Monthly Archives: November 2011

RECIPE: Spaghetti Carbonara

I’ll admit that I did get behind on my posts there for awhile. I made this recipe for Valentine’s Day 2011. It was something I’ve never tried before and the fact that it usually has bacon in it didn’t scare this vegetarian at all. I’ve got my substitutes for nearly everything non-vegetarian and this was no exception. I originally found mention of this meal in one of my magazines and then changed the recipe so much that it’s not theirs anymore. πŸ™‚

I admit that even though the ingredient list isn’t that threatening I wouldn’t consider this a recipe that I would make on a regular basis. It does require some finesse and I think I actually didn’t do it justice.

The idea of converting a recipe from a meat based one to a veggie based one is always alluring to me. So many people think that if you’re a vegetarian you can’t enjoy the foods that everyone else does. I am here to tell you that’s a false notion. ANYTHING that a meat eater makes I can convert to a healthier, vegetarian option. I’ve been doing it for over 20 years now. I don’t deprive myself of cravings that I have. Yes, I still crave the bacon in BLT sandwiches and I have a healthy, vegetarian alternative for that that I quite enjoy and so does everybody that I make it for.

My message is this: if you think that you are going to be deprived if you decide to go meatless your fears are unfounded. Maybe 20 years ago that was the truth…okay, it was 20 years ago, trust me I know from first hand experience, but I can tell you that today there are so many vegetarian alternatives for meat that you can make just about anything you want by converting the ingredients. Having said that here are the ingredients for this recipe.

INGREDIENTS

1/2 Cup of Tempeh Fakin’ Bacon (just use the real thing if you’re a meat eater)

1 Small Onion

1 Garlic clove,Β  peeled

1 1/2 Cups of Half and Half

1 Bay Leaf

2 Sprigs of Thyme

1/4 Cup grated Parmigiano

Salt and Pepper to taste

2 Egg Yolks

1/4 Cup fresh or frozen Peas

In a large pan, saute the bacon until lightly browned. Add the onion and garlic and sweat until they are soft. At that point you can add the Half and Half, bay leaf and thyme and cook until the sauce is reduced by half.

Cook your pasta as directed. (If you’re really handy or really Italian or both you could even make your own pasta to use in this recipe. I know some of you do this but I am not mentioning any names…Camille! πŸ™‚ Me, I am not that handy and dough intimidates me so I opted for the boxed stuff.)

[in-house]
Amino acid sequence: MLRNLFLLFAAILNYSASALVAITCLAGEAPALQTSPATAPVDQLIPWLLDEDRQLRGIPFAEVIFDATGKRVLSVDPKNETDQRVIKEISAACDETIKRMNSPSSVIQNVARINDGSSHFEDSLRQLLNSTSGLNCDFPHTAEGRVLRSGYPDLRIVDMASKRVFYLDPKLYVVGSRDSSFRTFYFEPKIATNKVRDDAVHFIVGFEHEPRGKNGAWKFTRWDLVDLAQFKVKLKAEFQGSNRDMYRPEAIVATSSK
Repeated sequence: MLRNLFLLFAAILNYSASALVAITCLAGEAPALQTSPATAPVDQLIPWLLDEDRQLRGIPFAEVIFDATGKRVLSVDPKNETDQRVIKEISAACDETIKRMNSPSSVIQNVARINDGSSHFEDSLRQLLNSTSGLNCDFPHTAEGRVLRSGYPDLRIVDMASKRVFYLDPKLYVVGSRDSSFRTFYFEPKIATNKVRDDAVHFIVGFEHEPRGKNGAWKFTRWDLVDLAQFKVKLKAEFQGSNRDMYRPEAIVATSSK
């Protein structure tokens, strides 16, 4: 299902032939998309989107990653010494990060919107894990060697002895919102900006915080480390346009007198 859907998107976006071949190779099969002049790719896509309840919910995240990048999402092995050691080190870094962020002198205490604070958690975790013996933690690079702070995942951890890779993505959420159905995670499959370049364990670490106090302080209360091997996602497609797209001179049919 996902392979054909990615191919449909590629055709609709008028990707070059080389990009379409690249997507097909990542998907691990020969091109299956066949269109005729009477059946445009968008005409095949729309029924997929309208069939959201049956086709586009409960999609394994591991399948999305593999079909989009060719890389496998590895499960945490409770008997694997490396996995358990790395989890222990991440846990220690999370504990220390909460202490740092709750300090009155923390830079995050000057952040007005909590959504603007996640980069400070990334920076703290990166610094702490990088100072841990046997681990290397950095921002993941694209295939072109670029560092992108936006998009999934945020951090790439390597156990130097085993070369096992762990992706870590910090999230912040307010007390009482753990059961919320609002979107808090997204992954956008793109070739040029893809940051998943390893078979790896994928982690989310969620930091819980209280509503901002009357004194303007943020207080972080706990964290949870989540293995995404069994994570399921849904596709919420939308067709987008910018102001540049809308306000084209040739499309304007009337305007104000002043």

Now add the parmigiano cheese to the cream mixture and at salt and pepper to taste. Take the mixture off of the heat and whisk in the egg yolks and add the peas. Toss the sauce with the pasta and serve.

I made served this recipe with a nice green salad, garlic bread and a nice Mouton Cadet red wine. (See my review of this wine here.) For dessert we had Creme Brulee (You can check that recipe out here).

Overall this was a nice meal. I will admit that when it comes to whisking in raw egg yolks to a hot mixture sometimes I get a little leery and cook the ingredients some more which is what I did here. It made the end result a little too dry and the cream solidified a bit. However the taste of the meal was really good and we had a lovely Valentine’s Day

Columbia-Crest Two Vines 2008 – Washington State

RECIPE: Broccoli And Goat Cheese Souffle

Since making my first cheese souffle at the beginning of this year I’ve been on a quest to try as many souffle recipes as possible. Each time you make one you get better at it plus…well I bought all these souffle dishes of all sorts of sizes so I have to use them right?

If you read my blog regularly then you’re probably also catching on to the fact that I love goat cheese. I’ve declared my love for it in previous posts and so you know that I am not shy about my obsession. So when I found this recipe for a Broccoli & Goat Cheese Souffle at Eatingwell.com I knew it had my name written all over it.

The ingredient list is nothing to be scared of and most of them you’ll probably have in your kitchen anyway. The hardest thing about the recipe is the technique for incorporating the frothy egg whites into the rest of the ingredients but it’s not as hard as it seems and it’s all part of the process of learning how to make souffles. As I’ve said in previous souffle posts, you really can’t mess up a souffle. Even if it doesn’t rise like it’s suppose to it will still taste good so no harm, no foul. πŸ™‚

I followed this recipe to the T (I know it’s so unlike me to not mess with things right?) except for the fact that I left the dried Rosemary out. I thought I had some but in the middle of making the souffle I discovered I didn’t. Too late to run out and get some I courageously continued on. I really don’t think omitting that ingredient harmed this recipe at all.

If I do say so myself I did incorporate the egg whites perfectly and was very proud of myself. How do you know if you incorporate them correctly? Well, the proof is in what happens in the oven. If your souffle rises like you wouldn’t believe you’ve done your job well and that’s what making a successful souffle is all about.